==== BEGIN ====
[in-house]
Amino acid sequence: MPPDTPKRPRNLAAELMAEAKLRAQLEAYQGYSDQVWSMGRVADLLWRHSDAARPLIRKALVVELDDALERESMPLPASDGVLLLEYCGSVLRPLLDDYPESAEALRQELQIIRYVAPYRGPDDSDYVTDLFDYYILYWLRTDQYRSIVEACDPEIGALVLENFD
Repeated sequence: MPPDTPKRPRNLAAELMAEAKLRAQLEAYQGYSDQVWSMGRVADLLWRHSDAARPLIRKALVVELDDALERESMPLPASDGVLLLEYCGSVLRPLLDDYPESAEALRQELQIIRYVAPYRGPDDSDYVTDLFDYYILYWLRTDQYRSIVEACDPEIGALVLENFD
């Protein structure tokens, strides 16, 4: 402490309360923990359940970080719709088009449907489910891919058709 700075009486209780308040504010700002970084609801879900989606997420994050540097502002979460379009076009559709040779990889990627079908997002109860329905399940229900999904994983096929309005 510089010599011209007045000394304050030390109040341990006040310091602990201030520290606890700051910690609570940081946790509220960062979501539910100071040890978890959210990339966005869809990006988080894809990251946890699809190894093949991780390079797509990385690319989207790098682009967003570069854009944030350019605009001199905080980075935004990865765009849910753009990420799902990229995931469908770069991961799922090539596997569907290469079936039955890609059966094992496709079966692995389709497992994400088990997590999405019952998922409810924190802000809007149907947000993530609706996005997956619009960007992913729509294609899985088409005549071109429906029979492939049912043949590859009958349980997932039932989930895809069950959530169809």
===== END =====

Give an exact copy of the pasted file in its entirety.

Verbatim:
[in-house]
Amino acid sequence: MPPDTPKRPRNLAAELMAEAKLRAQLEAYQGYSDQVWSMGRVADLLWRHSDAARPLIRKALVVELDDALERESMPLPASDGVLLLEYCGSVLRPLLDDYPESAEALRQELQIIRYVAPYRGPDDSDYVTDLFDYYILYWLRTDQYRSIVEACDPEIGALVLENFD
Repeated sequence: MPPDTPKRPRNLAAELMAEAKLRAQLEAYQGYSDQVWSMGRVADLLWRHSDAARPLIRKALVVELDDALERESMPLPASDGVLLLEYCGSVLRPLLDDYPESAEALRQELQIIRYVAPYRGPDDSDYVTDLFDYYILYWLRTDQYRSIVEACDPEIGALVLENFD
């Protein structure tokens, strides 16, 4: 402490309360923990359940970080719709088009449907489910891919058709 700075009486209780308040504010700002970084609801879900989606997420994050540097502002979460379009076009559709040779990889990627079908997002109860329905399940229900999904994983096929309005 510089010599011209007045000394304050030390109040341990006040310091602990201030520290606890700051910690609570940081946790509220960062979501539910100071040890978890959210990339966005869809990006988080894809990251946890699809190894093949991780390079797509990385690319989207790098682009967003570069854009944030350019605009001199905080980075935004990865765009849910753009990420799902990229995931469908770069991961799922090539596997569907290469079936039955890609059966094992496709079966692995389709497992994400088990997590999405019952998922409810924190802000809007149907947000993530609706996005997956619009960007992913729509294609899985088409005549071109429906029979492939049912043949590859009958349980997932039932989930895809069950959530169809």